Moebius syndrome (MBS) is a rare disease characterized by unilateral or bilateral nonprogressive congenital facial palsy (VII cranial nerve) with impairments of ocular abduction (VI cranial nerve); it can also be associated with other cranial nerve (CN) palsies, orofacial anomalies and limb defects [1]. This condition was originally described by Von Graefe in 1880 and by Moebius in 1888. Since then, more than 300 cases have been described and reported in the literature by a number of authors [28].

The prevalence of MBS is estimated to be 1/250.000 live births with equal incidence in both sexes. Most cases are sporadic, but familial cases, representing about 2 % of all affected individuals, have been documented.

The diagnosis of MBS is based exclusively on clinical criteria, although recent studies are beginning to document causative genetic patterns [9]. The lack of diagnostic criteria complicates the clinical assessment, definition of prognosis, and genetic analysis of patients with MBS. To address this concern, a group of clinicians and researchers met in 2007 at the biannual research meeting of Moebius Syndrome Foundation in Bethesda (MD USA) and defined the MBS as “congenital, uni- or bilateral, nonprogressive facial weakness and limited abduction of the eye(s)” [3].

The cause and pathogenesis of MBS remain unclear and controversial since the initial descriptions by von Graefe and Moebius, and there has been a decade long debate whether MBS has a genetic aetiology or not. Fetal toxic exposure, genetically determined vascular rhombencephalic disturbances in development, or an acquired ischemic event occurring after the fifth week of pregnancy have been proposed as determinants.

It has been supposed that a primary insult leads to a sequence of events involving one or more focal areas of damage perhaps in the brainstem where the neurons of the facial, abducens, and lacrimal (salivary) nuclei, are anatomically coincident during this phase of the embryogenesis.

On the other hand, de novo PLXND1 and REV3L mutations have recently been identified in a a number of of MBS patients. However, PLXND1 and REV3L represent totally unrelated pathways involved, respectively, neural migration during hindbrain development, and DNA translesion synthesis, essential for the replication of endogenously damaged DNA [9].

MBS can be recognized and diagnosed early during the neonatal period. Poor or absent sucking due to incomplete closure of the lips, lack of facial mimicking (especially while crying), fixed gaze, incomplete eyelid closure during sleep and ptosis have all been observed. Hypotonia and developmental delay can also be present.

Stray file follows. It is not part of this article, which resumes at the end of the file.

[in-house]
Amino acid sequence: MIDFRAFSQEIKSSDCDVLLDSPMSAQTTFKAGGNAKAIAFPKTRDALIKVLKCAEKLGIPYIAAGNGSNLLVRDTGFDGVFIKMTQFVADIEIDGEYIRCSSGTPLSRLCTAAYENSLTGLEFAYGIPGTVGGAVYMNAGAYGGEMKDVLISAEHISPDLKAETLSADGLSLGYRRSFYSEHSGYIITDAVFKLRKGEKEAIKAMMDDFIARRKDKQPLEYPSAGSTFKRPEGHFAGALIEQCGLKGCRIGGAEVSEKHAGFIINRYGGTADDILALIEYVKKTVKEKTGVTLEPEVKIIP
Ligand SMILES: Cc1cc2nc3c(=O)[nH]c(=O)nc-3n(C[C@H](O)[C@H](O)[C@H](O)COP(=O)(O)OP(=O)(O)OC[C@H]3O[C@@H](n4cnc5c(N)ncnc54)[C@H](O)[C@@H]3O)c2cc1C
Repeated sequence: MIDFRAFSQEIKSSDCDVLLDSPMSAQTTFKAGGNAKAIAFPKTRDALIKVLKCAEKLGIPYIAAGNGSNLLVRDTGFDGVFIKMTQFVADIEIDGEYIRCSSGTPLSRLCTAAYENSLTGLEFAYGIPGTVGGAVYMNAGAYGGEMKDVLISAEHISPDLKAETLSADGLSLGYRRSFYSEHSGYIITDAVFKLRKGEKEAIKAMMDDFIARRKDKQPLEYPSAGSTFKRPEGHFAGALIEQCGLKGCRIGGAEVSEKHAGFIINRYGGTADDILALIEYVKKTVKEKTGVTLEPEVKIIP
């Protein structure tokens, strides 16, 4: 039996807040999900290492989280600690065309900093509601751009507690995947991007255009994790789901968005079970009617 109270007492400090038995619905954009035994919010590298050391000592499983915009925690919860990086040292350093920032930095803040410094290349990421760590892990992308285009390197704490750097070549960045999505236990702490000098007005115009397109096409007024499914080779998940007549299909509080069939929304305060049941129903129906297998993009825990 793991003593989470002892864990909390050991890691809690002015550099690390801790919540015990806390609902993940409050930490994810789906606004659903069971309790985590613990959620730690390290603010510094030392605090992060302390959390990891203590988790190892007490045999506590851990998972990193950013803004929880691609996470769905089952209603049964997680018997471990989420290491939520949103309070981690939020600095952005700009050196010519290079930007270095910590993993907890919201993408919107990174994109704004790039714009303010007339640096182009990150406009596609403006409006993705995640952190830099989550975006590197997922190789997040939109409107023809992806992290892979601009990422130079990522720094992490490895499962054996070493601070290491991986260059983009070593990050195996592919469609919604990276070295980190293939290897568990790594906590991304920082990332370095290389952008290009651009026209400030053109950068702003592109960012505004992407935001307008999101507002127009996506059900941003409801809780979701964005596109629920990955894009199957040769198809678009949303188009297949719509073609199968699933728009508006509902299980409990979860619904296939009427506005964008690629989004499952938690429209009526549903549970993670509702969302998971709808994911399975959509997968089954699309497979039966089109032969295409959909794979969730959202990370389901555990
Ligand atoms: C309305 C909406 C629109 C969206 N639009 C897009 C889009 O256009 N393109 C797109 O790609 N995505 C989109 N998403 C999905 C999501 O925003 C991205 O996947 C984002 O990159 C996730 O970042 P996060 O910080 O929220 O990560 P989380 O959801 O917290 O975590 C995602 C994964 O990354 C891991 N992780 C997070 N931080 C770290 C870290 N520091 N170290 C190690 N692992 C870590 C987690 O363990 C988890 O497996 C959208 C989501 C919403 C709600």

Paralysis of the VII CN, is responsible for the absence of mimicry, the lack of smile and the suction deficit. Three specific patterns of ocular motility alterations have been identified [10]: pattern A consists of orthotropia in the primary position with a complete defect in both abduction and adduction ocular movements, found in 41 % of cases; pattern B, with large-angle esotropia (convergent strabismus), crossed fixation, documented in 50 % of cases; and pattern C, characterized by a large-angle exotropia (divergent strabismus) with torticollis, absence of convergence, and vertical eye misalignment with involvement of the III and IV CNs, seen in a minority of patients (9 %).

In a few patients other CNs can be compromised including paralysis of the XII CN giving rise to lingual palsy and hypoplasia; damage of the V CN affecting endo- and perioral sensitivity while damage to the IX CN impairs palatine and pharyngeal motility.

Impairment of the cochlear branch of the VIII CN can contribute to language delay [1013].

Among MBS’s patients club foot, hand anomalies (syndactyly, brachydactyly, ectrodactyly) and agenesis of the pectoral muscle and dysmorphisms are occasionally observed. Association with other syndromes like Poland syndrome, Pierre Robin sequence, Carey-Fineman-Ziter, Klippel-Feil anomaly has also been reported [4].

In 1998 Abramson first proposed the acronym CLUFT: C, cranial nerve, L, lower limb; U, upper limb, F, face, T, thorax to define grading of disease, to describe the heterogeneity of the clinical features and establish a level of impairment (Table 1) [4].

Table 1 CLUFT: Grading system of Abramson et al. [4]



The Centre Moebius (CMM) in Fondazione IRCCS Ca’ Granda, Milan (The Center for the diagnosis and treatment of Moebius syndrome) was established in June 2003 as one of the programs of the Italian Moebius Syndrome Association Onlus (AISMo Onlus), aimed at developing referral centers for early diagnosis. The goals of the Center are: early identification of developmental abnormalities in newborns and infants with suspected MBS; supporting the parents with diagnostic, educational and rehabilitative interventions; creating a network with specialized services and personalized rehabilitation; disseminating knowledge about the neurobehavioral characteristics of the MBS child, for pediatricians and rehabilitation professionals; investigating the psychomotor and functional pathways of MBS subjects.